Harvesting the Olives in Italy

Just a few weeks after the last grapes are harvested for the annual vendemmia, the countryside in central and southern Italy is a-buzz again the sounds of the olive harvest.

image(Photo by Concierge in Umbria via Flickr)

From October through December, olive groves from Liguria to the southern-most tip of the peninsula are carpeted with netting to catch the precious fruit as it is either hand-picked or, in the southern regions, falls naturally to the ground.

image (Photo by Concierge in Umbria via Flickr)

The vendemmia is over, but the olive harvest has just begun in most of Italy. Click to tweet.

Once gathered into large sacks and loaded onto tractors, the olives are taken to the local frantoio where they are pressed to extract the bright green, peppery, and antioxidant-packed extra-virgin oil. These olive mills can run the gamut from historic, using giant millstones and woven matts to crush and filter the oil, to futuristic, with high-tech polished steel temperature controlled presses.

image (Photo by Concierge in Umbria via Flickr)

All self-respecting olive mills in Italy have a wood-fire ready to toast bread for the first bruschetta of the season. Click to tweet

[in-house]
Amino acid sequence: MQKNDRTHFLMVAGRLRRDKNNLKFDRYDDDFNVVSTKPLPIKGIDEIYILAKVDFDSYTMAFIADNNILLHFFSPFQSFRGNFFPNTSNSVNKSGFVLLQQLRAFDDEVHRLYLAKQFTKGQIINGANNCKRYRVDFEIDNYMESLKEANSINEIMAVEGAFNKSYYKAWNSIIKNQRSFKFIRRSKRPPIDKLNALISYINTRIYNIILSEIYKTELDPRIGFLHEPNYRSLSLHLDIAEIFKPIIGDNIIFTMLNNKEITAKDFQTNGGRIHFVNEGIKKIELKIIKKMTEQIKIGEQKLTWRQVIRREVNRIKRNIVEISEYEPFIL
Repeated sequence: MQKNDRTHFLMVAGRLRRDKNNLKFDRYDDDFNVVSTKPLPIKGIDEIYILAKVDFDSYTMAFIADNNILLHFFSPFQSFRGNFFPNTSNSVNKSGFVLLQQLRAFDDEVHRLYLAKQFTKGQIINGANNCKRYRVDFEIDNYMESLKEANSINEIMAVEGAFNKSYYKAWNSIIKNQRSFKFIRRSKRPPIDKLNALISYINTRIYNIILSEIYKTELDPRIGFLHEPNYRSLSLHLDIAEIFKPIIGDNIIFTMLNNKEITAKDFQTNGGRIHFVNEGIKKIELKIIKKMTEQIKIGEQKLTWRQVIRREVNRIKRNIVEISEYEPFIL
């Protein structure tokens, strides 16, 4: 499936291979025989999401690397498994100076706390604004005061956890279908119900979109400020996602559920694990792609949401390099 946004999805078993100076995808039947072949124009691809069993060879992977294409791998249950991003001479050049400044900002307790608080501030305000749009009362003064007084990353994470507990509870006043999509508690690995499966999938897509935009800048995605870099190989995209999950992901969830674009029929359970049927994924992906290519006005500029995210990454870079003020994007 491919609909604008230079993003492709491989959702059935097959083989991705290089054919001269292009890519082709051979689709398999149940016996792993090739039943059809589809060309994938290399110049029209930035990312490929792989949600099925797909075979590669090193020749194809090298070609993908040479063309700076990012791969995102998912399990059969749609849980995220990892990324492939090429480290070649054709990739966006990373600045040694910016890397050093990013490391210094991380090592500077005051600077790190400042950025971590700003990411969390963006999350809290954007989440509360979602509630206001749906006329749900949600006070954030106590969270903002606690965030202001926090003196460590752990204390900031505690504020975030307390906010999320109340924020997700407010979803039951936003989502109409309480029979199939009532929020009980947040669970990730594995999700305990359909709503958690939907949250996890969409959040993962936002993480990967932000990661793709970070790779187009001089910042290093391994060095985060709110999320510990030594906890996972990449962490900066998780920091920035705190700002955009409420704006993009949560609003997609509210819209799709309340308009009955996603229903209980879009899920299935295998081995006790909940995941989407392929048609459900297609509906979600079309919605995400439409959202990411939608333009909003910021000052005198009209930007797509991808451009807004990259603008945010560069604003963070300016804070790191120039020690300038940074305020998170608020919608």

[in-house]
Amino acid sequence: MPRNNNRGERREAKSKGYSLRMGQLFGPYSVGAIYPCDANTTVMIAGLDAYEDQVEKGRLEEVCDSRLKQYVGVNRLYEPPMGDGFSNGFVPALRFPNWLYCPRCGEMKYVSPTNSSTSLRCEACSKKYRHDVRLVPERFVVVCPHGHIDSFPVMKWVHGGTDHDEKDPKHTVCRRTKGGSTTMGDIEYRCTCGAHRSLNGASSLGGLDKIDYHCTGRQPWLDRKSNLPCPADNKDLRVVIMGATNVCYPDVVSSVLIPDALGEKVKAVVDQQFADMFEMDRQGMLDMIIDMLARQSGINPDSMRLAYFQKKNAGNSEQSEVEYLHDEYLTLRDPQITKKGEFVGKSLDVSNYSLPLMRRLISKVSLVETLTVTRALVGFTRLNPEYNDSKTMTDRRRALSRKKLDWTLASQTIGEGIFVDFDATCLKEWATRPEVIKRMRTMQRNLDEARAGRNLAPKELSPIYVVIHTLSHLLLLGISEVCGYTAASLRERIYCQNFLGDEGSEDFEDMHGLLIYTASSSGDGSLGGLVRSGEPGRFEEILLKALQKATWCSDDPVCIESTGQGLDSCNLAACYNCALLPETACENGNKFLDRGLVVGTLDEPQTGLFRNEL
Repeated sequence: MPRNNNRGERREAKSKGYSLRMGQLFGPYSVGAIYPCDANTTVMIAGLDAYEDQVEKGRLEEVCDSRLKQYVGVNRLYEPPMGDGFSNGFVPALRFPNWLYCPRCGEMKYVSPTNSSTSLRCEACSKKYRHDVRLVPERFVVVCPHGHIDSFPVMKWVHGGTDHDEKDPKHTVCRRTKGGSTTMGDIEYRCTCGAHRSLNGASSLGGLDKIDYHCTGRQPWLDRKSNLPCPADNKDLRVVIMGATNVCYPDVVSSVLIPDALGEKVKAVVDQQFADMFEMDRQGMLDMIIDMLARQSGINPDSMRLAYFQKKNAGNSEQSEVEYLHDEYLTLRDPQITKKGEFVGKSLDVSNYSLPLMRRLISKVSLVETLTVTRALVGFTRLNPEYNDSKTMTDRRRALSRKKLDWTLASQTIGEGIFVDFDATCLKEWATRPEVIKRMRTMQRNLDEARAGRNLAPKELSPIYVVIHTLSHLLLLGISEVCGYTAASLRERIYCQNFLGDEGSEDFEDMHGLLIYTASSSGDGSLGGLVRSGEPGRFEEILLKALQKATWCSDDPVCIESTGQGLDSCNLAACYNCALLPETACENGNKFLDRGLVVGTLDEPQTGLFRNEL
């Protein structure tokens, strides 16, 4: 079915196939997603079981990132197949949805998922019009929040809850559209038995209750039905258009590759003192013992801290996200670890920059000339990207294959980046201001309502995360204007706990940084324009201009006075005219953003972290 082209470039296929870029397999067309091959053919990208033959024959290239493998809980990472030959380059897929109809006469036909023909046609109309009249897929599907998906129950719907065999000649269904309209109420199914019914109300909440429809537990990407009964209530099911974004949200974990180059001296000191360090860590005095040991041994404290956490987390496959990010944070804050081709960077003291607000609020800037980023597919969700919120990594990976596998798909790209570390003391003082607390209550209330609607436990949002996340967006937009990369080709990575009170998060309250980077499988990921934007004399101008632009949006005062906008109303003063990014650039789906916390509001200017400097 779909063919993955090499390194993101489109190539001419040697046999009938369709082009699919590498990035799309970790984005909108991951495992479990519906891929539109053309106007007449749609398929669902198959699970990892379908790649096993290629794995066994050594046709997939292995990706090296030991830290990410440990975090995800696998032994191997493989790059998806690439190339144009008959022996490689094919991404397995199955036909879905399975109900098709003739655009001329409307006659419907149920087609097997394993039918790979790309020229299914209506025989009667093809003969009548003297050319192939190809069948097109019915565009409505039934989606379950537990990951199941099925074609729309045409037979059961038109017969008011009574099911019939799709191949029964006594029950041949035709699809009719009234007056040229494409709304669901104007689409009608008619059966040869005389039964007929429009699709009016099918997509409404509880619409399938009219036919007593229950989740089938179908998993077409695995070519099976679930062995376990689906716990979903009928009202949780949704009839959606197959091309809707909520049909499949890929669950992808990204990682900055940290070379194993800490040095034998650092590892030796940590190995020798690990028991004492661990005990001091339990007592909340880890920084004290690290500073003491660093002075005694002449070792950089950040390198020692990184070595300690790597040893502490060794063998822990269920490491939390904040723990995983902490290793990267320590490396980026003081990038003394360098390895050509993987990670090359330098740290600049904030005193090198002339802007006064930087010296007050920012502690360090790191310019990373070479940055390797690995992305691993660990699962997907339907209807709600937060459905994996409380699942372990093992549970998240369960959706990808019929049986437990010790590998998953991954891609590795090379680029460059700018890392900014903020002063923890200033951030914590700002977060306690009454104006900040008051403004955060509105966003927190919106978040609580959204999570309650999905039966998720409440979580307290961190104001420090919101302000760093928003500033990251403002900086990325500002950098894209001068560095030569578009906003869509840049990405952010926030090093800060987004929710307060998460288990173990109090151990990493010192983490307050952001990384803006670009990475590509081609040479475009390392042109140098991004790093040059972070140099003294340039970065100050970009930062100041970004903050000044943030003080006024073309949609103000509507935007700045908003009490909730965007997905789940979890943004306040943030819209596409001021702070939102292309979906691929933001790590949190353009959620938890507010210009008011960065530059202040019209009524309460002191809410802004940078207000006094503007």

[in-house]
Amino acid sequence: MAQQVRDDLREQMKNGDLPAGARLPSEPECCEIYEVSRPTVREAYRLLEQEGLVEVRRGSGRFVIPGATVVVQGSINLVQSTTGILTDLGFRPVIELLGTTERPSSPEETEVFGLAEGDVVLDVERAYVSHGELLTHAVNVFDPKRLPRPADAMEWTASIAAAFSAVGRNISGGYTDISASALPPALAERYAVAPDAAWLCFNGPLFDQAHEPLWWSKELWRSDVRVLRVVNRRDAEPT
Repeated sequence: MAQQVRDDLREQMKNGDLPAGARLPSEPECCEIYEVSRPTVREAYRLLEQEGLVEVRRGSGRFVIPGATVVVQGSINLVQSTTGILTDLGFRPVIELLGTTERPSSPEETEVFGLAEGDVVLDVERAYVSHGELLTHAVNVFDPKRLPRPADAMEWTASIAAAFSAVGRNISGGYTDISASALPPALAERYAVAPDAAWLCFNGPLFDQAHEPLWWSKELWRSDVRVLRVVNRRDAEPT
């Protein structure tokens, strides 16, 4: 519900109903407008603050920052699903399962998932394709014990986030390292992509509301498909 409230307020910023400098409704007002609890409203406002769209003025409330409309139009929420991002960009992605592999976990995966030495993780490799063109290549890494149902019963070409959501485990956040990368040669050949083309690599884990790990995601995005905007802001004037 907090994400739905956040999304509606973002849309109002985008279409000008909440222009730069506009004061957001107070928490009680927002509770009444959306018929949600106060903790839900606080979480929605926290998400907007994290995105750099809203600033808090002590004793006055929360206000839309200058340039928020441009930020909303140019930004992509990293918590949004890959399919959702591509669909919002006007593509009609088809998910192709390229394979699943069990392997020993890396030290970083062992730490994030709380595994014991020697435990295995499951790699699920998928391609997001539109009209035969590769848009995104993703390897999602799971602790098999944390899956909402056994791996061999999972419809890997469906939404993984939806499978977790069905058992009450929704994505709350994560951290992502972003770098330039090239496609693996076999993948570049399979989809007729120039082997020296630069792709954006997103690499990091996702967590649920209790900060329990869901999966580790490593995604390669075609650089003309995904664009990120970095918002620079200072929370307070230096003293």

Some of the highest quality oils hail from tiny Umbria, whose olive oil is so esteemed that it is commonly called “green gold”. Here the harvest is more than just an appointment on the agricultural calendar, but an annual social occasion where extended families spend a week or more picking their olives, picnicking below the trees, and discussing the year’s quality and yield.

Untitled(Photo by Aldo Messina for Concierge in Umbria via Flickr)

Everyone’s favorite moment is when the first thick, flavorful oil begins to dribble out of the press; all self-respecting frantoi have a wood-fire ready to toast bread for the first bruschetta of the season.

tumblr_mh15hd4xBw1qjehlno1_1280(Photo by Concierge in Umbria via Flickr)


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